The idea of jihad is among the most keenly discussed yet one of the least understood concepts in Islam. In her brilliant new book Body of Victim, Body of Warrior: Refugee Families and the Making of Kashmiri Jihadists (University of California Press, 2013), Cabeiri Robinson, Associate Professor of International Studies and South Asian Studies at [...]


Neilesh Bose, “Recasting the Region: Language, Culture, and Islam in Coloni

[Cross-posted from New Books in South Asian Studies]In his new bookRecasting the Region: Language, Culture, and Islam in Colonial Bengal(Oxford University Press, 2014),Neilesh Boseanalyses the trajectories of Muslim Bengali politics in the first half of the twentieth century.The literary and cultural history ofthe region explored in the book reveal the pointedly Bengali ideas of Pakistan [...]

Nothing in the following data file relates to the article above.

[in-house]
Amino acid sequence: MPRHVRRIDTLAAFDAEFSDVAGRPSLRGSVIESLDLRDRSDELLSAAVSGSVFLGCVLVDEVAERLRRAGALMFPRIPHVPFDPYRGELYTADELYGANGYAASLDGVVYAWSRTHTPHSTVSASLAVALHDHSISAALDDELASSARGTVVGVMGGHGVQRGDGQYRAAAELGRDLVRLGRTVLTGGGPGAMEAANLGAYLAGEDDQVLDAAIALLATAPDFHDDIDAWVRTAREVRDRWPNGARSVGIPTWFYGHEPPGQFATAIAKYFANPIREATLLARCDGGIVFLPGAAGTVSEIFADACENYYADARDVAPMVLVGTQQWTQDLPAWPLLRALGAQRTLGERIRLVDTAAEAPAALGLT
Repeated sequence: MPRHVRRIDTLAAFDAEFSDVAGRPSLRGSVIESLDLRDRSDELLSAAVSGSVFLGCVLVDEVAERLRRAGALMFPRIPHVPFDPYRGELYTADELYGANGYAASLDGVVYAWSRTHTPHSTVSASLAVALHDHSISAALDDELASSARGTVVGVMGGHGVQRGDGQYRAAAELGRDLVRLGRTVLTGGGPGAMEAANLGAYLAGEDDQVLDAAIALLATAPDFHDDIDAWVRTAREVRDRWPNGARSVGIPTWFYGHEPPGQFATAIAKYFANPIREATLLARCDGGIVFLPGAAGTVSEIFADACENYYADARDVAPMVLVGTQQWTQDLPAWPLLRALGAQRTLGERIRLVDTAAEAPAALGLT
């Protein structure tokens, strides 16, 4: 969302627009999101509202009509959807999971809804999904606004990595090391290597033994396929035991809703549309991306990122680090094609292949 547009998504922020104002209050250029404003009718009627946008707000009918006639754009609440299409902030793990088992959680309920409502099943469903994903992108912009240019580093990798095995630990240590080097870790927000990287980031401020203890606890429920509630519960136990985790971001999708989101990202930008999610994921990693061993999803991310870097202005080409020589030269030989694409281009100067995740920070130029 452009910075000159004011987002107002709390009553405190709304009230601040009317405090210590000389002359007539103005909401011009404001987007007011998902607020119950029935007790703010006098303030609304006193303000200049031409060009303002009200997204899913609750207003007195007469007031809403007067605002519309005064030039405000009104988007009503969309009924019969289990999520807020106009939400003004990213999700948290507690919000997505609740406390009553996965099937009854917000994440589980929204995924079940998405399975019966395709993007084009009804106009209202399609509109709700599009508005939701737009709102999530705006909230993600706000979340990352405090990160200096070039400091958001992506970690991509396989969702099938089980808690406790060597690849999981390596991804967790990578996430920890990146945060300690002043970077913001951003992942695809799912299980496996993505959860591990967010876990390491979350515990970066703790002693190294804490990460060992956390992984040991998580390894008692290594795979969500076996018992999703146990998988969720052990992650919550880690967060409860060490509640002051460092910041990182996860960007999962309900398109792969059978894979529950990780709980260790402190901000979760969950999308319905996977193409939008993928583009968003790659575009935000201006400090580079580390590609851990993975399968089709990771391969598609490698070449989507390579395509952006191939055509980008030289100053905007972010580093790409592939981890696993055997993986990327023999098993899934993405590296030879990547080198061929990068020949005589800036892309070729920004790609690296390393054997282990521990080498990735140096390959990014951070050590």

Kavita Datla, “The Language of Secular Islam: Urdu Nationalism and Colonial

In her brilliant new book, The Language of Secular Islam: Urdu Nationalism and Colonial India (University of Hawaii Press, 2013),Kavita Datla, Associate Professor of History at Mount Holyoke College, explores the interaction of language, nationalism, and secularism by focusing on the religious and social imaginaries of important twentieth century Muslim scholars from the state of [...]


Michael Hawkins, “Making Moros: Imperial Historicism and American Military